Oct 2, 2015

Samburu Warriors

This is my first postcard from Kenya! It was sent by Kiyoung via postcrossing [KE-2528]. It shows some Samburu warriors. As my fellow postcrosser informed me 'Samburu is one of the 42 tribes in Kenya'.

The Samburu tribe are a Nilotic tribe that inhabits Kenya's northern plains. They are a Maa-speaking group, and are very similar to the Maasai tribe. Like the Maasai, the Samburu are nomadic pastoralists, moving from one place to another following patterns of rainfall in search of fresh pasture and water for their cattle, camels, goats and sheep.

The Samburus are considered even more traditional and remote than their Maasai kin, and have maintained the authenticity of their culture by sticking to their ancient traditions and defying modern trends.

Other neighbors of the Samburu tribe include the pastoral Turkana, Rendille and Borana tribes. Samburu history is intertwined with that of Kenya's other Nilotic tribes. Samburus are known to have originated from Sudan, settling north of Mount Kenya and south of Lake Turkana in Kenya's Rift Valley area. Upon their arrival in Kenya in the 15th century, the Samburu parted ways with their Maasai cousins, who moved further south while the Samburu moved north. The Samburu were not very affected by British colonial rule since the British did not find their land particularly attractive.

Traditionally, the Samburu believed in one supreme god - Nkai or Ngai - who was thought to reside in the mountains. Diviners often acted as intermediaries between other mortals and Nkai. Today, while many Samburu people still adhere to their traditional religion, some have adopted the Christian or Islamic faith. [Read more here]

She has also put these beautiful Kenyan stamps but also one Korean [as she originates from Korea].

Sep 20, 2015

Big Torii Itsukushima Aki

This is one more amazing find of the car boot sale. It is a postcard of Big Torii Itsukushima Aki in Japan. You can see a modern postcard of this shrine and some more information here.

On the back of the postcard there is a stamp of Nagasaki and the date 26 November 1925.

In Japan, official postcards were introduced in December 1873, shortly after stamps were introduced to Japan. Return postcards were introduced in 1885, sealed postcards in 1900, and private postcards were allowed from 1900.

Dervish Dancer in Salonica

Today I went to a car boot sale and had some amazing finds! My favorite one is this postcard of a Dervish Dancer in Salonica, Greece.

A dervish or darvesh (from Persian درویش, Darvīsh via Turkish, Somali: Daraawiish, Arabic: درويش‎, Darwīš) is someone treading a Sufi Muslim ascetic path or "Tariqah", known for their extreme poverty and austerity. His focus is on the universal values of love and service, deserting the illusions of ego to reach God. In most Sufi orders, a dervish is known to practice dhikr through physical exertions or religious practices to attain the ecstatic trance to reach Allah. [wikipedia]

The publisher of this postcard is Gilbert Baudinière, a french publisher who published postcards up until 1918, when he started publishing novels and poems. So this postcard was published 0n 1918 the latest.

Sep 19, 2015

Josef Lada [part 01]

As I wrote in my previous post, lately a lot of old Czechoslovakian postcards came to my possession. Apart from the Krtek ones, many of them belong to Josef LadaIllustrator, painter, scenographer and writer Josef Lada was born on December 17th, 1887 in Hrusice, a small village in central Bohemia, not far from Prague. He grew up in the poor family of a local shoemaker, in house no. 15. The family also had a small piece of land, where they could grow vegetable for their own need.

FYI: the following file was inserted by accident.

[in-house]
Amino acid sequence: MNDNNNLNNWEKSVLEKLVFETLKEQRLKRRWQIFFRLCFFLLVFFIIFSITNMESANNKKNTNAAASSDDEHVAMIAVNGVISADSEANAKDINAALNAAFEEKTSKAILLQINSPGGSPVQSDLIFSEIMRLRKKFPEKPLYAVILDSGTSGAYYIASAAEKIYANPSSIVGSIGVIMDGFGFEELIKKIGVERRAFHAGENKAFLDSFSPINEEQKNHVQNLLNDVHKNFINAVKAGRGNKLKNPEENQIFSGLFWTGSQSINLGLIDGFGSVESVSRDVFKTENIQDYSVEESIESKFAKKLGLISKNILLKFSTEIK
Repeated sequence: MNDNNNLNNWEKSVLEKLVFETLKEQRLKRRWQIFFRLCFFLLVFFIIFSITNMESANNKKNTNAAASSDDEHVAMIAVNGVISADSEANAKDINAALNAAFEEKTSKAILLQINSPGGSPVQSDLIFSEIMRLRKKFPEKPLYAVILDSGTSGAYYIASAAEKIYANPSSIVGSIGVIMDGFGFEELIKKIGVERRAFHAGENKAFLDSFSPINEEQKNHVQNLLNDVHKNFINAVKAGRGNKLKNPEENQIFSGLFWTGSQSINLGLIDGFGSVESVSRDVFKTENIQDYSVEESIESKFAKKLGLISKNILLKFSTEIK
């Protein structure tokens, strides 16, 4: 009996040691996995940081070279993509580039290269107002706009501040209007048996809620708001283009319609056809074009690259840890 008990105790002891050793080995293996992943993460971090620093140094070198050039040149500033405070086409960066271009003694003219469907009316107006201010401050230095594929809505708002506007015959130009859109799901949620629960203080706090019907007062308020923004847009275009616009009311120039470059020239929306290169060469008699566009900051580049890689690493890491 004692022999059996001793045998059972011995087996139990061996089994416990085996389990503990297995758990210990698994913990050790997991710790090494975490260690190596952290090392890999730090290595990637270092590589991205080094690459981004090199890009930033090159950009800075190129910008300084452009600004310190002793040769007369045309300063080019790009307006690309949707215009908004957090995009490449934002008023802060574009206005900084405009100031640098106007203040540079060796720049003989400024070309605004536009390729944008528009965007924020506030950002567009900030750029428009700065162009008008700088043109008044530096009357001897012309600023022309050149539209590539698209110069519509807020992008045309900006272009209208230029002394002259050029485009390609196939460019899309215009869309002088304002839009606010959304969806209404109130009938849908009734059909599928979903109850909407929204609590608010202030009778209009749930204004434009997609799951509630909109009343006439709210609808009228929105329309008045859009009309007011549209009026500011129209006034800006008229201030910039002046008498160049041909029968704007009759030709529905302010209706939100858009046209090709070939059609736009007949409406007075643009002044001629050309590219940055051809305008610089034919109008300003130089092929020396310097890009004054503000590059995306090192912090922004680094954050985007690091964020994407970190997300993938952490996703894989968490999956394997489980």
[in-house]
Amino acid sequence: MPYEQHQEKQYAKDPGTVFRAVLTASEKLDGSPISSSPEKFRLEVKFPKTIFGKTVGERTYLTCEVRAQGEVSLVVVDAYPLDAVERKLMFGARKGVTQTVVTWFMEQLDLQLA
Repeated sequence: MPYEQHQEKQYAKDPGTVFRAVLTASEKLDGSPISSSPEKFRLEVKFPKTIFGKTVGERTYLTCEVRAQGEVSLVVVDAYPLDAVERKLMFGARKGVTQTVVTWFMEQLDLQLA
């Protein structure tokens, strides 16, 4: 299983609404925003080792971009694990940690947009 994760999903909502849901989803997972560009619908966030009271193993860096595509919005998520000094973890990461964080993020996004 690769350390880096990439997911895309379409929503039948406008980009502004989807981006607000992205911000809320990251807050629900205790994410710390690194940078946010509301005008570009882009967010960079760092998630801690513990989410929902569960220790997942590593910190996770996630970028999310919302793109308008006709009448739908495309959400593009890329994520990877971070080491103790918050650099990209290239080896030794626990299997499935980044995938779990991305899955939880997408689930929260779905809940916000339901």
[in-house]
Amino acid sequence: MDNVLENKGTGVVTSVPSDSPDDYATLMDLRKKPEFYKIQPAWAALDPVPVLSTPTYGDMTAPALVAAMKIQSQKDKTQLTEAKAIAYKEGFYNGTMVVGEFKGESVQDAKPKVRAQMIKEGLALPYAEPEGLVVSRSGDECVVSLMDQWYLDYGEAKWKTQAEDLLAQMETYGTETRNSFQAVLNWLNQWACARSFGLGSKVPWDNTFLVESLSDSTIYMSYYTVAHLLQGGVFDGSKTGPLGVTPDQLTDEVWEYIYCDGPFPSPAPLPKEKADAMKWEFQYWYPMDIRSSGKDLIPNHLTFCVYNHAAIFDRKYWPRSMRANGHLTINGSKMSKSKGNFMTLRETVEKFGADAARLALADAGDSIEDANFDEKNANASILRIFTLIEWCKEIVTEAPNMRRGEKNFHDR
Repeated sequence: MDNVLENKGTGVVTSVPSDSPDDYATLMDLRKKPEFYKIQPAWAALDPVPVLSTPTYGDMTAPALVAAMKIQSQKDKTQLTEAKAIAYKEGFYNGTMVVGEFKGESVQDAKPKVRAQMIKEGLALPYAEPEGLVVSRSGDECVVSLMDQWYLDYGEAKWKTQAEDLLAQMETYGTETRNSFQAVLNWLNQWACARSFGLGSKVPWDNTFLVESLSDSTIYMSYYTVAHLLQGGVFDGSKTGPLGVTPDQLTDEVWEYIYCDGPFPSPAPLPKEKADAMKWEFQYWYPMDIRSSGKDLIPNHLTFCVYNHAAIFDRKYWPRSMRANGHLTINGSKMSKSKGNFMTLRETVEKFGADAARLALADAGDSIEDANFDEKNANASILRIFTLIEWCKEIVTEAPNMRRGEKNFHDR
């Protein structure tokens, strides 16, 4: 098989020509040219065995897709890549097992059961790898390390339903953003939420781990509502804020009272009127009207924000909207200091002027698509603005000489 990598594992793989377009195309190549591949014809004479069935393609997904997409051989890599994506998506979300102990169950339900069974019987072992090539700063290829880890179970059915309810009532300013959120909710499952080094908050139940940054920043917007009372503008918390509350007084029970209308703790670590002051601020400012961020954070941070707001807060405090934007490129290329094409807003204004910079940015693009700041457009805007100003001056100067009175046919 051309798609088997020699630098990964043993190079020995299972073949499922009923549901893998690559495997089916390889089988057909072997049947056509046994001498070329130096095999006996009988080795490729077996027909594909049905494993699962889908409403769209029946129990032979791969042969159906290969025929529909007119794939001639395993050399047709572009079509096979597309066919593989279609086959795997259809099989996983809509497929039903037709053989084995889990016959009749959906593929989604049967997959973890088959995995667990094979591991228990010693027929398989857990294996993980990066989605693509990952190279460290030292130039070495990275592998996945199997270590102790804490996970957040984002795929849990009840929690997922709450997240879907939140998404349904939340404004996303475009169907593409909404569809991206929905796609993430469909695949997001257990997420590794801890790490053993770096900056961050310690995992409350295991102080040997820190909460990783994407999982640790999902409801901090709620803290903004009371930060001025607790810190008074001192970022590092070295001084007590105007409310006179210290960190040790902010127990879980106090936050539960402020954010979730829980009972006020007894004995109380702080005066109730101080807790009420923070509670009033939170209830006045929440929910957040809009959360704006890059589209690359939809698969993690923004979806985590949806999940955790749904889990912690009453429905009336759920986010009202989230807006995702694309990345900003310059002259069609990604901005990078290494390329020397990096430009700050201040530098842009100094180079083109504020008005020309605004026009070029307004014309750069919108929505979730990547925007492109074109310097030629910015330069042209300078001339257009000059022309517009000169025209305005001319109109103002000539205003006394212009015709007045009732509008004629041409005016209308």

Krtek, the Mole [part 01]

Lately a large number of old postcards came to my possession. Among them there are a lot with Czechoslovakian stamps [so I guess the cards were sent between 1918 and  1993] and most of the cards depict Krtek [the Mole]. All the cards are written in Czech [which I don't speak] so it took a lot of research to find out who this cute little guy is.

The Mole (in the Czech original called Krtek, or, for little mole, Krteček; Slovak Krtko) is an animated character in a series of cartoons, created by Czech animator Zdeněk Miler in 1956. Since its inception, the cartoon won itself an enormous popularity in many Central European countries, as well as India, China, Kazakhstan, Russia and Japan, due its distinct lack of dialogue.

Krtek was first seen in 1956 in Prague, when Miler wanted to create a children's cartoon about how flax is processed. He wanted a strong Disney influence to the cartoon by choosing an animal for the leading role, and decided to pick a mole after stumbling over a molehill during a walk. The first film called "Jak krtek ke kalhotkám přišel" ("How the mole got his trousers") was released in 1956. Production for further episodes started in 1963 and since then, around 50 episodes have been created.

The first episode of the cartoon was narrated, but Miler wanted the cartoon to be understood in every country of the world, so he decided to use his daughters as voice actors, reducing the speech to short non-figurative exclamations in order to express the mole's feelings and world perception. They also became the bottleneck of the creation process as they were the ones who got to see the whole film first, thus Miler was able to decide whether the message of the movie was able to get to children or not. [wikipedia]

It took me a long time to realize it, but when I draw Krtek, I was drawing myself.

— Zdeněk Miler

The two ones you see here are - I think - from 'The Mole and the Car [Krtek a autíčko]' episode.